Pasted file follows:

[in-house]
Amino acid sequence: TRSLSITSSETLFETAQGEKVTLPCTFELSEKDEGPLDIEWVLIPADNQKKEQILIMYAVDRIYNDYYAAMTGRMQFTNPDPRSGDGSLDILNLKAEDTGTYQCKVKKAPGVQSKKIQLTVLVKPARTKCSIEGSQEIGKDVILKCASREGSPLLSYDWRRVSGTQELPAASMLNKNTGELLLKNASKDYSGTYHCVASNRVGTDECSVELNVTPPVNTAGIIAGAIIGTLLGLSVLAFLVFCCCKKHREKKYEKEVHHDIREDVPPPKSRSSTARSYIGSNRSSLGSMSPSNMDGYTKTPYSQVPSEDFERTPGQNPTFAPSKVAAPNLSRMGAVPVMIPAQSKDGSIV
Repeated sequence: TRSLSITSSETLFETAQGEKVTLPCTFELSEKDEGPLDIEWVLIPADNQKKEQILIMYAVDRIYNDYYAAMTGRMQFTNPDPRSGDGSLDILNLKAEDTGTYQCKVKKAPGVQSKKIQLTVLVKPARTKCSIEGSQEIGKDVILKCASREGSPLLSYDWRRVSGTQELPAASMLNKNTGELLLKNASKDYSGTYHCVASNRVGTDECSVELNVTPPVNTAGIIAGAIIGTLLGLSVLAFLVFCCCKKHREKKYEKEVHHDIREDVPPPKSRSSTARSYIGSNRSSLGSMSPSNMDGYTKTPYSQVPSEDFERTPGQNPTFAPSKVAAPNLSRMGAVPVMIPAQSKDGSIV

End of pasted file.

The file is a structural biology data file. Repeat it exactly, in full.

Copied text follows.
[in-house]
Amino acid sequence: TRSLSITSSETLFETAQGEKVTLPCTFELSEKDEGPLDIEWVLIPADNQKKEQILIMYAVDRIYNDYYAAMTGRMQFTNPDPRSGDGSLDILNLKAEDTGTYQCKVKKAPGVQSKKIQLTVLVKPARTKCSIEGSQEIGKDVILKCASREGSPLLSYDWRRVSGTQELPAASMLNKNTGELLLKNASKDYSGTYHCVASNRVGTDECSVELNVTPPVNTAGIIAGAIIGTLLGLSVLAFLVFCCCKKHREKKYEKEVHHDIREDVPPPKSRSSTARSYIGSNRSSLGSMSPSNMDGYTKTPYSQVPSEDFERTPGQNPTFAPSKVAAPNLSRMGAVPVMIPAQSKDGSIV
Repeated sequence: TRSLSITSSETLFETAQGEKVTLPCTFELSEKDEGPLDIEWVLIPADNQKKEQILIMYAVDRIYNDYYAAMTGRMQFTNPDPRSGDGSLDILNLKAEDTGTYQCKVKKAPGVQSKKIQLTVLVKPARTKCSIEGSQEIGKDVILKCASREGSPLLSYDWRRVSGTQELPAASMLNKNTGELLLKNASKDYSGTYHCVASNRVGTDECSVELNVTPPVNTAGIIAGAIIGTLLGLSVLAFLVFCCCKKHREKKYEKEVHHDIREDVPPPKSRSSTARSYIGSNRSSLGSMSPSNMDGYTKTPYSQVPSEDFERTPGQNPTFAPSKVAAPNLSRMGAVPVMIPAQSKDGSIV